All you have to do is answer "yes" or "no" to one simple question. Okay, the question is a teeny bit complicated, with 81 words, more subordinate clauses than IRS instructions, and a kicker that could get your terrorist-sympathizing ass kicked out of the country.
But hey, if you're a red-blooded American, then what are you scared of? You Muslim immigrants, on the other hand, might want to pass. Ready? Here it is:
"Have you ever engaged in, conspired to engage in, or do you intend to engage in, or have you ever solicited membership or funds for, or have you through any other means ever assisted or provided funds for, or have you through any other means ever assisted or provided any type of material support to any person or organization that has ever engaged in or conspired to engage in sabotage, kidnapping, political assassination, hijacking or any other form of terrorist activity?"
Of course, you're not a terrorist. You're probably not even an immigrant. And if you were, you wouldn't have a problem with this. Would you?
But wait. Ever sent $20 to the American Civil Liberties Union, which proudly defends all manner of criminal scum, losers, degenerates, and less-than-100-percent Americans? Or to one of the liberal arms of the Methodist, Unitarian-Universalist, Congregationalist, or Baptist churches? Or to an Orthodox synagogue? Or to the Black Panthers or Greenpeace or Students for a Democratic Society back when you were in college? Gotcha.
The question appears on an immigration document called an I-485, a petition for permanent resident alien status in the United States, commonly known as the green card.
If you answer "no" but the government thinks you're lying for whatever reason, it can have the FBI's Joint Terrorism Task Force investigate you. If it finds that you "have ever engaged in, conspired to engage in, etc.," it can criminally indict you, lock you up, give you a pair of tan prison pajamas, and deport you.
That's what happened last week to 34-year-old Bassam Darwishahmad, or "Sam Darwish" as he was known to his neighbors and acquaintances in Germantown and Collierville where he sold cars and bought and sold houses after fixing them up. He is being deported for his association with a Palestinian group when he was a young man.
Darwishahmad, who is tall, fair-skinned, and reed-thin, pleaded guilty Tuesday in federal court in Memphis to one count of making a false statement on the I-485. He was locked up on February 26th. In exchange for his plea, two other counts on his indictment were dropped and he will be immediately deported, never to return legally to the United States. Glancing backward at his Tennessee-bred wife, who was sobbing on the back row of the courtroom, he quietly answered "yes" when U.S. district judge Jon McCalla asked him if he understood the consequences of what he was doing.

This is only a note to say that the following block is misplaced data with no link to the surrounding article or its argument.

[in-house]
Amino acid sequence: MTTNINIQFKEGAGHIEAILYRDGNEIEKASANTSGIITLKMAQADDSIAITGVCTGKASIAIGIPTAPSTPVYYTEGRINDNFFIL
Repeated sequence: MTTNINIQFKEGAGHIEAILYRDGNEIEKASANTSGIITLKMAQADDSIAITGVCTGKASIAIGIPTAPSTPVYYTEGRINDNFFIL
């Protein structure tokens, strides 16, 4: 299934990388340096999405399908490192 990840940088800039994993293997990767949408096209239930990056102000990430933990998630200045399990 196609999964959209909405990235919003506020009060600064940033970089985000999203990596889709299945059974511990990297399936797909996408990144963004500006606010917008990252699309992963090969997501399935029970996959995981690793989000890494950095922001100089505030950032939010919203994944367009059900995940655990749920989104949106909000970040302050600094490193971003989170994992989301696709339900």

Darwishahmad came to the United States in 2001, got married, raised a son, and did not get arrested until this year. The government was prepared to show that as a teenager in Palestine, Darwishahmad was recruited by Fatah, which the U.S. government classifies as a terrorist organization. In 1990, he tossed a grenade-like bomb at a bus of Israelis and threw a Molotov cocktail at Israeli soldiers, later lying that he had only thrown rocks at them. Fatah wanted him to bomb an Israeli police station on the West Bank, but he never did.
Rehim Babaoglu, a Memphis attorney who specializes in immigration cases, said he was not surprised at Darwishahmad's deportation, once the Fatah connection, however long ago, became known. Darwishahmad clinched his fate by lying on the I-485 form. Babaoglu said whether to deport or prosecute "is a policy decision among prosecutors" and varies from state to state. The U.S. Justice Department under President Bush has made immigration violations a priority.
"If they can't get you on a criminal charge, they get you this way," Babaoglu said.
Previous criminal prosecutions of illegal immigrants in Memphis have included a Syrian-American marriage-scam mastermind and a University of Memphis student with an unusual interest in airports, pilot gear, and flying jet planes.
So remember: Right here in Memphis, your government is watching. And think carefully about the forms you sign.
John Branston is a Flyer senior editor.